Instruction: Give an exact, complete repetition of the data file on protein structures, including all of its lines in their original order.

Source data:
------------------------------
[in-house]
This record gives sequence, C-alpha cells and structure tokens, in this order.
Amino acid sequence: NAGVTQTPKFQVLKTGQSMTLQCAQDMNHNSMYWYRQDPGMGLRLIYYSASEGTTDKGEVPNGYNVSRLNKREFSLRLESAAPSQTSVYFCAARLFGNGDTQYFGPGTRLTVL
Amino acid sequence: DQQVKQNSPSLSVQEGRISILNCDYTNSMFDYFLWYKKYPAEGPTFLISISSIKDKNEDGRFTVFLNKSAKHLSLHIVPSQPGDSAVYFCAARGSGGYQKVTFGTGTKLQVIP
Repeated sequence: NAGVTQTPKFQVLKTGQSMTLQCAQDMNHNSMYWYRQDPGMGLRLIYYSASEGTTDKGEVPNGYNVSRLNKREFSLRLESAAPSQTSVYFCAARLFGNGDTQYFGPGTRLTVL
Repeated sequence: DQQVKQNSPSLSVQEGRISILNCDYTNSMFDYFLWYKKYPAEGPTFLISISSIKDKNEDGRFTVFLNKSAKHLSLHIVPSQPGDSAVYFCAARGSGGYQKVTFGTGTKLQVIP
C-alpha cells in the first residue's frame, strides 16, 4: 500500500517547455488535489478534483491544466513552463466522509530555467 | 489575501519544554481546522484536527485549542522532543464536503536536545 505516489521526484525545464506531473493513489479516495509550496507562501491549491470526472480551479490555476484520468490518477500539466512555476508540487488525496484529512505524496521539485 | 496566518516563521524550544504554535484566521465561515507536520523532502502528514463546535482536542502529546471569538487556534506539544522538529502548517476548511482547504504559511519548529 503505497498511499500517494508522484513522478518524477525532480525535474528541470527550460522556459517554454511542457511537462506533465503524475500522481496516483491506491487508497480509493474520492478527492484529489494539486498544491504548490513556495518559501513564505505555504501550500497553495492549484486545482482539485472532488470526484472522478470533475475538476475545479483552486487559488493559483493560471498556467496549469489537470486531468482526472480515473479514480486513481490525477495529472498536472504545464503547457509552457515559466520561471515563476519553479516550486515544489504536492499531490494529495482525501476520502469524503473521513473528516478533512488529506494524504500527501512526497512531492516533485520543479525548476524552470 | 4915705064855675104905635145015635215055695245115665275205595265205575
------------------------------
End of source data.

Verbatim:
[in-house]
This record gives sequence, C-alpha cells and structure tokens, in this order.
Amino acid sequence: NAGVTQTPKFQVLKTGQSMTLQCAQDMNHNSMYWYRQDPGMGLRLIYYSASEGTTDKGEVPNGYNVSRLNKREFSLRLESAAPSQTSVYFCAARLFGNGDTQYFGPGTRLTVL
Amino acid sequence: DQQVKQNSPSLSVQEGRISILNCDYTNSMFDYFLWYKKYPAEGPTFLISISSIKDKNEDGRFTVFLNKSAKHLSLHIVPSQPGDSAVYFCAARGSGGYQKVTFGTGTKLQVIP
Repeated sequence: NAGVTQTPKFQVLKTGQSMTLQCAQDMNHNSMYWYRQDPGMGLRLIYYSASEGTTDKGEVPNGYNVSRLNKREFSLRLESAAPSQTSVYFCAARLFGNGDTQYFGPGTRLTVL
Repeated sequence: DQQVKQNSPSLSVQEGRISILNCDYTNSMFDYFLWYKKYPAEGPTFLISISSIKDKNEDGRFTVFLNKSAKHLSLHIVPSQPGDSAVYFCAARGSGGYQKVTFGTGTKLQVIP
C-alpha cells in the first residue's frame, strides 16, 4: 500500500517547455488535489478534483491544466513552463466522509530555467 | 489575501519544554481546522484536527485549542522532543464536503536536545 505516489521526484525545464506531473493513489479516495509550496507562501491549491470526472480551479490555476484520468490518477500539466512555476508540487488525496484529512505524496521539485 | 496566518516563521524550544504554535484566521465561515507536520523532502502528514463546535482536542502529546471569538487556534506539544522538529502548517476548511482547504504559511519548529 503505497498511499500517494508522484513522478518524477525532480525535474528541470527550460522556459517554454511542457511537462506533465503524475500522481496516483491506491487508497480509493474520492478527492484529489494539486498544491504548490513556495518559501513564505505555504501550500497553495492549484486545482482539485472532488470526484472522478470533475475538476475545479483552486487559488493559483493560471498556467496549469489537470486531468482526472480515473479514480486513481490525477495529472498536472504545464503547457509552457515559466520561471515563476519553479516550486515544489504536492499531490494529495482525501476520502469524503473521513473528516478533512488529506494524504500527501512526497512531492516533485520543479525548476524552470 | 4915705064855675104905635145015635215055695245115665275205595265205575